Critically evaluate the evidence for and against geographical profiling
Birmingham City University
There are many possibilities that criminals can have that will affect their choice regarding their location to commit a crime. Geographic profiling is an investigative methodology that analyses the locations of a connected series of crime to determine the most credible area of an offender’s base (Rossmo, 2000). Its key purpose is to assist the police in managing information via suspect prioritisation. Whilst geographic profiling was originally established for analysing serial murder incidents, it has now been extended to include rape, sexual assault, robbery and more recently to various other crimes such as kidnapping, burglary and vandalism (Rossmo, 2012). This essay will aim to emphasise evidence in contrary to and in favour of geographic profiling.
Geographic profiling stems from the ideas and principles of environmental criminology which highlights the factors influencing criminal spatial behaviour and location they choose to commit a crime (Rossmo, 2000). Incorporated into the literature are various essential theories that are important to geographic profiling. The first theory, Routine Activity Theory (Cohen and Felson 1979; Felson, 1994) posits that an offender will encounter opportunities to commit crimes in the areas they are familiar with and so therefore there is a relationship between crime locations and their awareness space. The next theory, Rational Choice theory (Clarke and Felson, 1993; Cornish and Clarke, 1986) postulates that the judgment to offend is due to the decision-making process that weighs the expected efforts, rewards and costs that are involved (Clarke and Felson, 1993). The penultimate theory, the Crime Pattern Theory, combines the previous two theories. It states that offences will take place where an offender’s awareness space combines with the apparent suitable targets. (Tonkin et al, 2010). The literature ultimately highlights that there is a relationship between the areas that an offender frequents and the locations in which they commit a crime, offenders will not travel long distances to commit a felony and finally, taking into account of previous offender locations, predictions can be made of the sequential location in the offender will choose. All in all, these theories provide the fundamentals that underline geographical profiling.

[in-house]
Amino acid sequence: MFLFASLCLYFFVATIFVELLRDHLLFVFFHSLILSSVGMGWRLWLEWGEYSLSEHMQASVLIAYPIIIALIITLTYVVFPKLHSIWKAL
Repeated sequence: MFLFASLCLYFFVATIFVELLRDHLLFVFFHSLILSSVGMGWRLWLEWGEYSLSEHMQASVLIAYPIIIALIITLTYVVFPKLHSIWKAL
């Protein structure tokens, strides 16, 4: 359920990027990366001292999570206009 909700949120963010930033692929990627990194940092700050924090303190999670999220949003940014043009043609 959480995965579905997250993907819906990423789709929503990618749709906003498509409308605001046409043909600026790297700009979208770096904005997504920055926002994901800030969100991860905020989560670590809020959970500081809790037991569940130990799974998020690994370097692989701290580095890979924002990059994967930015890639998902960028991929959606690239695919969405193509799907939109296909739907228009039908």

It is undoubted that the area in which an offender is familiar with will influence the possible locations a perpetrator will choose to commit a crime. Two heuristics that are frequently mentioned in geographic profiling literature include the assumptions of democentricity and distance decay. Canter and Larkin (1993), identified the term demoncentricity as a means of describing the greater likelihood that an offender would commit their crimes in the area surrounding their home than outside. This was known as the “circle hypothesis” which identifies that criminals do not commit crimes...